Information Advantage: The Next Phase of Competitive Advantage in Retail Banking.


Two years ago, Ecobank, one of the largest retail banks in Africa closed down 99 branches across NigeriaGhanaRwanda, and Kenya. Is having a wide branch network still a source of competitive advantage? Today, most banks offer nearly the same products and services: internet banking, mobile banking, zero-balance savings, debit cards, employee loans, e.t.c. Is product differentiation still a source of competitive advantage? What about innovation, quality of service, corporate social responsibility, customer orientation, operation efficiency, quality of staff, or bank ambiance? 

The truth, the brutal truth about competitive advantage is that it’s transient, and it’s even more ephemeral in today’s digital environment than it was decades ago. Rita Gunther Mcgrath, strategic management scholar and professor of management at Columbia Business School described it better when she observed that “it’s now rare for a company to maintain a truly lasting advantage. Competitors and customers have become too unpredictable, and industries too amorphous. The forces at work here are familiar: the digital revolution, a “flat” world, fewer barriers to entry, globalization.” 

What about sustainable competitive advantage? 

In my opinion, sustainable competitive advantage is more of an exception rather than a rule. Because, whether a competitive advantage lasts for a year or a decade, forces of competitors will react to erode it. In the book, “the end of competitive advantage“, McGrath and Gourlay argued that in today’s fast-moving competitive environment, no competitive advantage could be sustainable. They proposed the alternative idea that to win in a volatile and uncertain environments, “executives need to learn how to exploit short-lived opportunities with speed and decisiveness”.

In that case, what is the next opportunity to exploit?

Information! Big data is the overused word for it. Six years ago, PwC published a report titled Retail Banking 2020: Evolution or Revolution? In this report, PwC identified six areas that every bank preparing for success in 2020 should prioritize. These areas were;

  1. Developing a customer-centric business model
  2. Optimizing distribution
  3. Simplifying business and operating models
  4. Obtaining an information advantage
  5. Enabling innovation, and the capabilities required to foster it
  6. Proactively managing risk, regulations, and capital. 

The year 2020 is 135 days away. Is your bank ready for the upcoming revolution? In 2020, you are no longer going to compete with your fellow bankers for customers, but rather technology giants entering the retail banking space to provide personalized banking services at close to zero transaction cost. And if you do not prepare now, you’re likely to fail; because, these new players have information and the capacity to use it to offer personalized services. Why is personalization important? Simple! Every customer is different and want to be treated differently. In fact, that’s why you already hired relationship managers or treat corporate clients differently. Retail clients are now asking for special treatment too.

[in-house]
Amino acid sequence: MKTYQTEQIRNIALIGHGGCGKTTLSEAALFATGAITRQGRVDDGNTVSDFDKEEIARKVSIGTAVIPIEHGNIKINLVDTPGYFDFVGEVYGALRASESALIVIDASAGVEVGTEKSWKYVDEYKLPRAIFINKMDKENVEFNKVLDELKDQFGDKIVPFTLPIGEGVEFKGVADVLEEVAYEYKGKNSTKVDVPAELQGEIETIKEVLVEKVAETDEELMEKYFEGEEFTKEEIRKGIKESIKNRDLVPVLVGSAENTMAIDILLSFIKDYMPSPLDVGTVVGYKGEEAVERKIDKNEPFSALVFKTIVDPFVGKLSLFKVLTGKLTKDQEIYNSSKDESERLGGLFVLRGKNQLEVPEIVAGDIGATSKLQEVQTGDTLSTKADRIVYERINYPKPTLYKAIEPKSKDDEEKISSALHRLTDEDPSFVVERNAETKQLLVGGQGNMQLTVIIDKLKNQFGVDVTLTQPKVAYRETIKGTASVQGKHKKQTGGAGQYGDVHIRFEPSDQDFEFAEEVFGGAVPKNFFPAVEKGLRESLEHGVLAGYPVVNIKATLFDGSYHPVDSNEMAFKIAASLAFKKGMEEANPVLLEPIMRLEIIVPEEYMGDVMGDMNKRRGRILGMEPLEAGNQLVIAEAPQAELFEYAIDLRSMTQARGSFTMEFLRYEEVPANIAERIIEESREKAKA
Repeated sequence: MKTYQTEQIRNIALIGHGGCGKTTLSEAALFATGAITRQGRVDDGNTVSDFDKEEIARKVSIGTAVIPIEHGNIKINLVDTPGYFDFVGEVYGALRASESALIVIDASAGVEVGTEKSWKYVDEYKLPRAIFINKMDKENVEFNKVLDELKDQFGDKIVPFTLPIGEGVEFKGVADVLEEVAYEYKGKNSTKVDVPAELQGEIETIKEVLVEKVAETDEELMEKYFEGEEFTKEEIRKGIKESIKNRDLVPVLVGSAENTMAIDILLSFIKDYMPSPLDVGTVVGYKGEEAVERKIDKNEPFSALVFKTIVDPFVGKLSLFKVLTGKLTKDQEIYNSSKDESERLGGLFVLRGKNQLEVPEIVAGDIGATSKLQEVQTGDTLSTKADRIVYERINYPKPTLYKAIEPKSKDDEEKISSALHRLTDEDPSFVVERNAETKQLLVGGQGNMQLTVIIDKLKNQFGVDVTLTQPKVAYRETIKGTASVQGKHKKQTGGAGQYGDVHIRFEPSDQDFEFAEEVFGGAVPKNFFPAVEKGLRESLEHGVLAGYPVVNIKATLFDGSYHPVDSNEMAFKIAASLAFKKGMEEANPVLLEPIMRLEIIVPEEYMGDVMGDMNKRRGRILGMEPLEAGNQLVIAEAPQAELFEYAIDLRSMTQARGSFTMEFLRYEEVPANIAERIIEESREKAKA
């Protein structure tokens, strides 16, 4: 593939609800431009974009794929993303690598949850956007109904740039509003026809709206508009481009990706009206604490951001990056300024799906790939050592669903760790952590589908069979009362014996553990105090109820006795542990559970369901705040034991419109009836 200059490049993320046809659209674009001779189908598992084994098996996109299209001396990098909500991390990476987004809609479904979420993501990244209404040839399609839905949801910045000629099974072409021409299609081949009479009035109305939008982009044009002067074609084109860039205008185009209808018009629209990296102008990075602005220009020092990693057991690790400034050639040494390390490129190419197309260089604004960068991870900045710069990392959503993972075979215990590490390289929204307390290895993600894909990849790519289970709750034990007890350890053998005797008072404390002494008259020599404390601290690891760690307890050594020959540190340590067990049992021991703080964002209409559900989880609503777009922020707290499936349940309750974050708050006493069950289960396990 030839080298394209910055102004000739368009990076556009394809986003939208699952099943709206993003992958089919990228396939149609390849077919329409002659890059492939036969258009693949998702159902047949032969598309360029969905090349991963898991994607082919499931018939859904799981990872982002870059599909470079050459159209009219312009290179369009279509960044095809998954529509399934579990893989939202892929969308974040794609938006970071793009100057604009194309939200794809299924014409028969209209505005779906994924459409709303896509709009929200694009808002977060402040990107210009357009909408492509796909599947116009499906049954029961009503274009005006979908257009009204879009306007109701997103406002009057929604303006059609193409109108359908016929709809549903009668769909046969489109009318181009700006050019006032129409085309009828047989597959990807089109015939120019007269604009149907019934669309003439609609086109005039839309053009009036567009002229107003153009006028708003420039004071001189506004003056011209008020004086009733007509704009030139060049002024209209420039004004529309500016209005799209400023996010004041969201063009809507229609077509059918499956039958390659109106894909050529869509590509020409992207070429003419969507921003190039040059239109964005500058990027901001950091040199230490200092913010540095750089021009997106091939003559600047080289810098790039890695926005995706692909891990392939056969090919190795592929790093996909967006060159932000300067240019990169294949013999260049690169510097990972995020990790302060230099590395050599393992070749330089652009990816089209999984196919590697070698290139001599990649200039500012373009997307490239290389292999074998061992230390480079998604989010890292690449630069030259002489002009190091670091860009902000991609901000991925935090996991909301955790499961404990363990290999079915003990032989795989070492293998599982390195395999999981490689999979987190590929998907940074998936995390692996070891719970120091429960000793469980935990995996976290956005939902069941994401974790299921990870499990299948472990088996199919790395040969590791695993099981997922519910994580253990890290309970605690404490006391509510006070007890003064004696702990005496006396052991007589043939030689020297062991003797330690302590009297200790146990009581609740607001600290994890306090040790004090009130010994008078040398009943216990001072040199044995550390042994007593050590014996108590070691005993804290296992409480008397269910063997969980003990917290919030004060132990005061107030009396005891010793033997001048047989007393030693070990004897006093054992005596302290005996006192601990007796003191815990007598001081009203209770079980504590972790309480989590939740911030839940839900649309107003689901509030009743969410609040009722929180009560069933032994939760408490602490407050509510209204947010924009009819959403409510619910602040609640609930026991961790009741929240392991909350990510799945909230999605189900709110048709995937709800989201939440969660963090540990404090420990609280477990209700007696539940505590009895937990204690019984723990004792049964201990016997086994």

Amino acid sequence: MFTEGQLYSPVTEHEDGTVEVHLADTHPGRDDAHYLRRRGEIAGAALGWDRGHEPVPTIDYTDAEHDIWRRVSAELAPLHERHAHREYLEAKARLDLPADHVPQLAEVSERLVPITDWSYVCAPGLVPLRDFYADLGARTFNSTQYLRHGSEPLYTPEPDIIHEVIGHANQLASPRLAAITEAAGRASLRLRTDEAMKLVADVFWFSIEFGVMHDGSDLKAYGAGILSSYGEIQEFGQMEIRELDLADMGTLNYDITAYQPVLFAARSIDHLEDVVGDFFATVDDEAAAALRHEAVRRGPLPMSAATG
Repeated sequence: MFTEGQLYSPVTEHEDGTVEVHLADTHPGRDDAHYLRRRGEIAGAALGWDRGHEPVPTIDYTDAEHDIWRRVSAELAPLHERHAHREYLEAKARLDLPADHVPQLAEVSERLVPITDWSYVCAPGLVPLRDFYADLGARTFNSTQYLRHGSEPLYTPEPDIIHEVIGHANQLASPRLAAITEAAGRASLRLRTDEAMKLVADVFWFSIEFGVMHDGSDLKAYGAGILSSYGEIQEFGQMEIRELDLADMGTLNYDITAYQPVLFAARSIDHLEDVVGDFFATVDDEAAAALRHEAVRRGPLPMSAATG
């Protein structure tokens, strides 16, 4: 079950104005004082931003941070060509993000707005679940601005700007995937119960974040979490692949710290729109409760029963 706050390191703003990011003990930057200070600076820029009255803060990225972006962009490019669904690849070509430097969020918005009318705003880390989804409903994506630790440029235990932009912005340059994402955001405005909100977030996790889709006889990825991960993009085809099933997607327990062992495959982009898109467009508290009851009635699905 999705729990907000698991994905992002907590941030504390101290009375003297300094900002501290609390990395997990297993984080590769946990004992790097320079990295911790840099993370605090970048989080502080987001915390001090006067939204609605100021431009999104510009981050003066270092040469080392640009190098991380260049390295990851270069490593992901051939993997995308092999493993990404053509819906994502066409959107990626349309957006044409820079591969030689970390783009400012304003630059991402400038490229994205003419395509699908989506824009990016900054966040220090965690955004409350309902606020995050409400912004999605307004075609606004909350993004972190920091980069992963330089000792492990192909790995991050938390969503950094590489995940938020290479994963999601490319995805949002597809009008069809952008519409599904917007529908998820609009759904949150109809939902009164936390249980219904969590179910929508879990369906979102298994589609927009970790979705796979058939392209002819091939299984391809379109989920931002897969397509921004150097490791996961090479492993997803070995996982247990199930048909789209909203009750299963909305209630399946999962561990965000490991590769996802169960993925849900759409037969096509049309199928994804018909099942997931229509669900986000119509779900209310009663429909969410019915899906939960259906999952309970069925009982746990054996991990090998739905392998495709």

If your bank is ready for 2020, cheers! If not, here is how to bootstrap your preparation for 2020.

Start with priority number four on the PwC list; gain information advantage.

In my experience working at a data analytics company, obtaining information advantage enables any retail bank to develop a customer-centric business model, optimize various distribution channels, simplify business and operating models, enable innovation, and manage risk.  To prove this to you, take a look at the exhibit below which was adapted from Everest Group research report. This exhibit summarizes the major areas where data analytics is being applied in bank management. Banks are deploying advanced analytics solutions to predict customer behavior, power relevant marketing, predict fraud, manage credit risk, optimize product offerings across all distribution channels, and stress test customized or mandated operation scenarios.

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What about proven impact?

Does information advantage impact the bottom-line positively? Yes, if implemented correctly! Take a look at the next exhibit below from Mckinsey Research showing the proven impact some banks are driving from using analytics. This exhibit suggests that banks using analytics reduced inflow of non-performing loans by 25%, loan collection expenses by 10%, customer churn rate by 20%, and increased economic value added by 30% and lead conversion by 40%.

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What next?

If you hold a c-level position in any bank, my only recommendation to you is that you start a small pilot project in data analytics in your department today. If you’re a marketing executive in a bank, you may start with a customer 360-degree view dashboard. Customer 360-degree view enables you and your team to have a holistic view of each customer engagement across all channels. With this solution, I bet you will definitely not act like my bank which sends me best wishes every holiday instead of exciting offers to entice me to reactivate my dormant bank account.

If you’re ready to gain the information advantage, register now for our 90-days free analytics consulting service to get started.

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